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‘To Kill a Mockingbird’ on stage at ABQ Little Theatre

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Christopher Atwood, right, plays Atticus Finch and Mackenzie Jarrell is his daughter Scout in “To Kill a Mockingbird.” (Courtesy of john Maio)

Christopher Atwood, right, plays Atticus Finch and Mackenzie Jarrell is his daughter Scout in “To Kill a Mockingbird.” (Courtesy of john Maio)

“To Kill a Mockingbird’s” Scout courses through Staci Robbins’ veins like the scent of magnolia blossoms in the moonlight.

The Mother Road Theatre Company director will helm Harper Lee’s classic tale of racism and innocence, kindness and cruelty, sexism and ageism at the Albuquerque Little Theatre.

Robbins played the 6-year-old Scout, whose memories narrate the unfolding story, when she was just 8. The Workshop Productions play traveled from New York, Washington, D.C., and Florida.

“I was living in Virginia at the time,” Robbins said in a telephone interview. “I grew up in the South. I had a black nanny and the whole story of the Southern belle in the South was sort of my story.”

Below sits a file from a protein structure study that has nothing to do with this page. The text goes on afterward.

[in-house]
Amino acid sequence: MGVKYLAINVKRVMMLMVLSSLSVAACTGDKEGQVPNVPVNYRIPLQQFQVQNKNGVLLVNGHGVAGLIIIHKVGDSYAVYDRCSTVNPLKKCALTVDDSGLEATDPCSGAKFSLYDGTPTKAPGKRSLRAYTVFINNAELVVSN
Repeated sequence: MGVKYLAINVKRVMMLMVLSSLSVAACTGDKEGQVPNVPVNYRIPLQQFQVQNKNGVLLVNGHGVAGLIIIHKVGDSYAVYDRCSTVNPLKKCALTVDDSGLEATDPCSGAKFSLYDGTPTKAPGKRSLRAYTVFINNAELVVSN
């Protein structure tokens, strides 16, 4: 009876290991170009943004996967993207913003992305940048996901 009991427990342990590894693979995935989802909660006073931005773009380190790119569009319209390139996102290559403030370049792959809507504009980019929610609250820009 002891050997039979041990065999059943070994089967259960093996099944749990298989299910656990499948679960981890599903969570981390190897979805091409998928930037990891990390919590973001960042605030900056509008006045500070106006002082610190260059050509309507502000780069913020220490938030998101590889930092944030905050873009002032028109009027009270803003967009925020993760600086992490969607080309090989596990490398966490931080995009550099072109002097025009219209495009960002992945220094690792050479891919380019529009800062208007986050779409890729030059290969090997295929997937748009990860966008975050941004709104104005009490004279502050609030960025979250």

She first read Lee’s Pulitzer Prize-winning book in middle school.

“It wasn’t until then that the whole picture of social justice and racism came out,” she said.

Robbins will direct the play in a first-time joint collaboration between Mother Road and the Albuquerque Little Theatre.

Published in 1960, “To Kill a Mockingbird” tells the story of Atticus Finch, a lawyer in Depression-era Alabama, who defends a black man against a false rape charge and his children against prejudice. Lee modeled Scout’s childhood friend Dill on her friend Truman Capote. She has always denied basing Scout on her childhood self.

“Harper Lee says it’s not her,” Robbins said. “But you can’t really dismiss that thought.”

Albuquerque’s Christopher Atwood will play Atticus. Mackenzie Jarrell and Traeton Pucket will play his children Scout and Jem. Julia Thudium narrates the story as the older Scout. “She and Mackenzie look alike and sound alike,” Robbins added.

The 1962 classic film version lingers long in many people’s minds, a help to the local production, Robbins said.

“People know the story,” she continued. “It’s still on the reading list of every middle school in the country.”

“To Kill a Mockingbird” has been continually published since its inception, winning its author the Presidential Medal of Freedom in 2007. In 1963, Gregory Peck won the Oscar for the film role of Atticus.

In 2006, British librarians ranked “To Kill a Mockingbird” ahead of the Bible as one “every adult should read before they die.”

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